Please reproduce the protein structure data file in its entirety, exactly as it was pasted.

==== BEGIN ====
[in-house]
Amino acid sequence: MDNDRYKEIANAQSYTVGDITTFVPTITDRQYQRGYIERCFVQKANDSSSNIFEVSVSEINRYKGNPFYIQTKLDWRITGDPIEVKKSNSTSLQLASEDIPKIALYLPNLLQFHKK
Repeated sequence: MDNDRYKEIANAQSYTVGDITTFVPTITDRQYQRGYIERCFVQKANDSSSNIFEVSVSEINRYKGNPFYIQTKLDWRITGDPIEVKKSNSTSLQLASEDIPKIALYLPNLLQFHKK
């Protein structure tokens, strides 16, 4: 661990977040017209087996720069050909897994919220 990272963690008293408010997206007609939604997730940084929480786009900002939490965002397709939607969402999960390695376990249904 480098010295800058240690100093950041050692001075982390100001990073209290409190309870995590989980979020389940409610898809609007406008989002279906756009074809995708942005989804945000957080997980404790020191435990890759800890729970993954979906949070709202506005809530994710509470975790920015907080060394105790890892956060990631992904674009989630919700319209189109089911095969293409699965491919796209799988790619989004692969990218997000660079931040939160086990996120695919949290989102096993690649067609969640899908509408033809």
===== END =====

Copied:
[in-house]
Amino acid sequence: MDNDRYKEIANAQSYTVGDITTFVPTITDRQYQRGYIERCFVQKANDSSSNIFEVSVSEINRYKGNPFYIQTKLDWRITGDPIEVKKSNSTSLQLASEDIPKIALYLPNLLQFHKK
Repeated sequence: MDNDRYKEIANAQSYTVGDITTFVPTITDRQYQRGYIERCFVQKANDSSSNIFEVSVSEINRYKGNPFYIQTKLDWRITGDPIEVKKSNSTSLQLASEDIPKIALYLPNLLQFHKK
């Protein structure tokens, strides 16, 4: 661990977040017209087996720069050909897994919220 990272963690008293408010997206007609939604997730940084929480786009900002939490965002397709939607969402999960390695376990249904 480098010295800058240690100093950041050692001075982390100001990073209290409190309870995590989980979020389940409610898809609007406008989002279906756009074809995708942005989804945000957080997980404790020191435990890759800890729970993954979906949070709202506005809530994710509470975790920015907080060394105790890892956060990631992904674009989630919700319209189109089911095969293409699965491919796209799988790619989004692969990218997000660079931040939160086990996120695919949290989102096993690649067609969640899908509408033809």